No Federal Law Broken In Sale of Fetal Body Parts, US Attorney Says

By John Rossomando | July 7, 2008 | 8:19pm EDT

( - A US Attorney in Kansas has decided that a man who sold fetal body parts from an Overland Park, Kan., abortion clinic did not violate any federal laws.

Miles Jones, the owner of Opening Lines, a West Frankfort, Ill., company involved in the sale of fetal body parts to researchers, had been placed under investigation by the FBI following media accounts that he had been selling the body parts for profit, which is against federal law.

Acting US Attorney Jim Flory decided "after a thorough review of the issues involved," that there were no violations of federal statutes, indicating that the investigation had drawn to a close.

Opening Lines had a price list that advertised costs for various fetal body parts, such as: $999 for the brain of a fetal child between 22-23 weeks, $150 for skin, $325 for a spinal cord, $550 for reproductive organs, and $75 apiece for eyes, according to March 2000 accounts of ABC's 20/20 and the Kansas City Star.

Jones told 20/20 producers during an episode that aired on March 8, 2000, that he was able to make $50,000 a week from the sale of fetal body parts.

Peter Brownlie, president of Planned Parenthood of Kansas and Mid-Missouri voiced his reaction, saying, "We are pleased that our patient's trust wasn't violated with any illegal activity."

"Planned Parenthood wasn't targeted in this investigation, but our patients are encouraged to donate tissue," he said. "We're glad that decision on their part wasn't abused in any way."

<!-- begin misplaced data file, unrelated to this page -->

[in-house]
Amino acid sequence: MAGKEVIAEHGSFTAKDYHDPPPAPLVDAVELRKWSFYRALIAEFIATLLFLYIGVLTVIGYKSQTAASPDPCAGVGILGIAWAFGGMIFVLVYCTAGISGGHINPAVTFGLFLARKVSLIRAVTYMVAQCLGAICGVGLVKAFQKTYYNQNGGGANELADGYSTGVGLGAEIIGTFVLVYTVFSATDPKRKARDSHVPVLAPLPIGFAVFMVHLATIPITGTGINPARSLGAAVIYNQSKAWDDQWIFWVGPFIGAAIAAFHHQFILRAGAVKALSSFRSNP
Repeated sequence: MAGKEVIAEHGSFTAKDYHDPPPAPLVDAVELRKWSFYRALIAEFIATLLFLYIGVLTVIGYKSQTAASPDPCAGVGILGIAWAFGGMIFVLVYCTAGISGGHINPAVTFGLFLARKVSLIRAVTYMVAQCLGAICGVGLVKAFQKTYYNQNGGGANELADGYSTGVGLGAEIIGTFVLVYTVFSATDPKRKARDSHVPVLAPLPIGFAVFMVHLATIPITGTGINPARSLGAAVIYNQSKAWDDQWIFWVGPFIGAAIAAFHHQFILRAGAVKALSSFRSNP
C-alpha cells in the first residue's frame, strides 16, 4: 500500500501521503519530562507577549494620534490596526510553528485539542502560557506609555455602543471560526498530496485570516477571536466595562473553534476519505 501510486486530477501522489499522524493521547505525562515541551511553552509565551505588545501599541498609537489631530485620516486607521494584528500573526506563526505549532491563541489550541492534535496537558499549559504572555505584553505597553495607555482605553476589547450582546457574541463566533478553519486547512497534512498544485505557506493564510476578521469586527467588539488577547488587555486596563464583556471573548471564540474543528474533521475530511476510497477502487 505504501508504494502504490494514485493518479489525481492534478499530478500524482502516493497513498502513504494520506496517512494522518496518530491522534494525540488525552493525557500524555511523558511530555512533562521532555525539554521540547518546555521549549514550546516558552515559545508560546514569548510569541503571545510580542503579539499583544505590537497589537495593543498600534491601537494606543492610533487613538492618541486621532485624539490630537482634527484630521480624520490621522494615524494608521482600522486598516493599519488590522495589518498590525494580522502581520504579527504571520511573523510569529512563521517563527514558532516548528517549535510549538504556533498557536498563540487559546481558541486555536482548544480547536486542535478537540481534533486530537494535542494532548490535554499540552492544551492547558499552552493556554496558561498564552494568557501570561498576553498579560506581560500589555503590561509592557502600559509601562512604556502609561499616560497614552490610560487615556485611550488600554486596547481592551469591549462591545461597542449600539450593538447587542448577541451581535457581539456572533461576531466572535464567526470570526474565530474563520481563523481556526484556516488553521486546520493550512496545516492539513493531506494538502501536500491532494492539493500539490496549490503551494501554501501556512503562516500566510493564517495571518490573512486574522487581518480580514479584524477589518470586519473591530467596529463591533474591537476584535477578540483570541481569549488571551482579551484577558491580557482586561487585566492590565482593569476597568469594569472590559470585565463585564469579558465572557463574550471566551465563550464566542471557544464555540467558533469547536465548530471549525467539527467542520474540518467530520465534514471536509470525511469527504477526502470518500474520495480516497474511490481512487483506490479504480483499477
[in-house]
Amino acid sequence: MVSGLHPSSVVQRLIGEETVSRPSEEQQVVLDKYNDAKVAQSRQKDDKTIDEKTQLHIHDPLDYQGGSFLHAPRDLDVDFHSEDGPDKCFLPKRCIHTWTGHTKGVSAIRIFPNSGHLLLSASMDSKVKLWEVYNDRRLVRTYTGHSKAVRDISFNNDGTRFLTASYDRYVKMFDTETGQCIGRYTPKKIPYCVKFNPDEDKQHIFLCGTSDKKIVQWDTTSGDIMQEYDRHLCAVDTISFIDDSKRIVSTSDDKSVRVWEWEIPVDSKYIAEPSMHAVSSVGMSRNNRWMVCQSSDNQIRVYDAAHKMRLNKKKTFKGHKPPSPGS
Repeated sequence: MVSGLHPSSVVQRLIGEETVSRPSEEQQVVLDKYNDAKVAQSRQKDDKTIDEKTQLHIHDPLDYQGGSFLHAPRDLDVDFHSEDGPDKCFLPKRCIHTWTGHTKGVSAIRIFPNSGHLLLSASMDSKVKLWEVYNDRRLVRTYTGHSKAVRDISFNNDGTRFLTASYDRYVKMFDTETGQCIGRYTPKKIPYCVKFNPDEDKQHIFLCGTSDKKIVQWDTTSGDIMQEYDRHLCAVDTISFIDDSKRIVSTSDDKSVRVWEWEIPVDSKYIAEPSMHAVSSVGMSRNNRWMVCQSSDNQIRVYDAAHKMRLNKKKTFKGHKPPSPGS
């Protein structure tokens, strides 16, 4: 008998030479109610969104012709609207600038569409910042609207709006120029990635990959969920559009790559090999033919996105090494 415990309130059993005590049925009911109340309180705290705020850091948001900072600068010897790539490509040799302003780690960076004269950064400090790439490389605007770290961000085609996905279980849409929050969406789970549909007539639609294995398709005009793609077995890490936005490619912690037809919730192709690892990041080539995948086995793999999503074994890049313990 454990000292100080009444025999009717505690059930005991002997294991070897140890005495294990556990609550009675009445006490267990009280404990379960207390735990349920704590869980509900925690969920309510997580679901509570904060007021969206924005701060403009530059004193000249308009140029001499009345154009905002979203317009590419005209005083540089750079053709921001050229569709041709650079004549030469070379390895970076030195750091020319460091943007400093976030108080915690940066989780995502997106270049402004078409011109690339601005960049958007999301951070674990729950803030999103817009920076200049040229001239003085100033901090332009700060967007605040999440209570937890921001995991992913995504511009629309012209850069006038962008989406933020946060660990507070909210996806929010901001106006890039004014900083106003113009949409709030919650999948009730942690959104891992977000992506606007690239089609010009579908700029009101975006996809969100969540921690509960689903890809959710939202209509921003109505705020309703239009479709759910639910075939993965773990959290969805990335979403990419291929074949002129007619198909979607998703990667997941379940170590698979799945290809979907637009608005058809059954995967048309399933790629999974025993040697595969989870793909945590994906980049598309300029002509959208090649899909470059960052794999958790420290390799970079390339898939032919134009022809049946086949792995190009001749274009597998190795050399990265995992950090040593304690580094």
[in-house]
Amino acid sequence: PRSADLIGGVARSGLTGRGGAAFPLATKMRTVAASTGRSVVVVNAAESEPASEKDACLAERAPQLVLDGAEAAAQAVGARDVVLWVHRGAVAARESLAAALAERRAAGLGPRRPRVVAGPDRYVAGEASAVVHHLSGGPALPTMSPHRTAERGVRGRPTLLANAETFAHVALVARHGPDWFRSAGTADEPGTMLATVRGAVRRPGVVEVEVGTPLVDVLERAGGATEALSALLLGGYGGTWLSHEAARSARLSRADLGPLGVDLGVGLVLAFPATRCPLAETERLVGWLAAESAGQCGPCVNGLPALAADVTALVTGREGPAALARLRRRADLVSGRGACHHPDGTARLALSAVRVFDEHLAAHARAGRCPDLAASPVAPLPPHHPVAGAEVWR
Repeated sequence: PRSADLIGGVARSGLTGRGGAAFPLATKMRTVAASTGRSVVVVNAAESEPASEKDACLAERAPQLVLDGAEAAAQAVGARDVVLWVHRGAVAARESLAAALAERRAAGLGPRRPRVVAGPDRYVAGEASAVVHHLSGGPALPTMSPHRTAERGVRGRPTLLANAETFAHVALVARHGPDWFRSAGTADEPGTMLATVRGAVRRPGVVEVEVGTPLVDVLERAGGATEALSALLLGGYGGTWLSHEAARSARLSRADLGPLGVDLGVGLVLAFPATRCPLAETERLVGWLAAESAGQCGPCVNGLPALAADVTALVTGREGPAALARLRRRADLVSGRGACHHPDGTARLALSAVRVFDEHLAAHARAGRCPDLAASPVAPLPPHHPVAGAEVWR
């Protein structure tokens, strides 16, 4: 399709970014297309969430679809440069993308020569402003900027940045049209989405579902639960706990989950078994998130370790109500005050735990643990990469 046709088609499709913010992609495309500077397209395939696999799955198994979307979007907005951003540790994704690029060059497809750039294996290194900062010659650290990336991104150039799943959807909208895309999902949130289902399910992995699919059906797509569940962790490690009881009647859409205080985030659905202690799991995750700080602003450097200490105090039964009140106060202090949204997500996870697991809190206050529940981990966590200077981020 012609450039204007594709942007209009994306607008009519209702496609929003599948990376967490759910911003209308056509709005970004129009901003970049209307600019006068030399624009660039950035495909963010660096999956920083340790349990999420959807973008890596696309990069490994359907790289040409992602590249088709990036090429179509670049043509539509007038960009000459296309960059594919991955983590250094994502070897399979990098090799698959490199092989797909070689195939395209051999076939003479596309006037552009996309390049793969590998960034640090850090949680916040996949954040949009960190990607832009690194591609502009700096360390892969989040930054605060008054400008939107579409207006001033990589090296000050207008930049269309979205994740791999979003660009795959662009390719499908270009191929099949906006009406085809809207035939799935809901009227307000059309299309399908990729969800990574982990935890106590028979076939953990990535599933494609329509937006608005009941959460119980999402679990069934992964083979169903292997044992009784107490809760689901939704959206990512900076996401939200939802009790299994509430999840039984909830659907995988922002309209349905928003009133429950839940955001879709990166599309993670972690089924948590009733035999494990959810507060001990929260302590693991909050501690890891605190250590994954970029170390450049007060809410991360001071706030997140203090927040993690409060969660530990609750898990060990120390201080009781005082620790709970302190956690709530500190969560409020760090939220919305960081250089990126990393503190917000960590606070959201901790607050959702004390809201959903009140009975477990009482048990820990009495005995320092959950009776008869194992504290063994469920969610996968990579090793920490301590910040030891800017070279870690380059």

According to 20/20, the "donated tissue" procured by Jones from Brownlie's clinic was put up for sale at a profit during a 10-week period in 1998 when Jones' company held a contract with Planned Parenthood of Kansas and Mid-Missouri to dispose of the clinic's fetal tissue.

Flory's decision has renewed pro-lifers' calls to outlaw the sale of fetal body parts.

"What this points out is we need either an executive order, or we need a law that states that federal funds should not be used for fetal tissue experimentation, even beyond that there should be a ban on fetal tissue being used for experimentation," said Wendy Wright, director of Communications for Concerned Women for America.

"President Bush needs to look beyond the federal funding, to the actual research itself, and this research is immoral," Wright said.

Pro-life members of Congress such as Rep. Joseph Pitts (R-Pa.) and Rep. Jim Ryun (R-Kan.) have also voiced their disgust with the Jones case and have suggested that a ban might be necessary to end the practice of selling fetal body parts.

"The selling of tissue from pre-born children is nothing short of gruesome," Ryun said in a statement. "Federal law already prohibits anyone from profiteering from the sale of aborted fetal tissue."

"It is important that the spirit of the law as well as the letter be followed," he said.

"We really ought to ban all traffic and body parts of aborted babies, and there ought to be a comprehensive ban on organs from aborted babies," Pitts said in a statement.

Brownlie voiced his hope that Congress would not outlaw fetal tissue research saying, "I certainly think it would be unfortunate for the medical community and for people that suffer from tragic diseases to benefit from potentially life saving research."

Rep. Nita Lowey (D-N.Y.) was contacted for reaction, but offered no comments.

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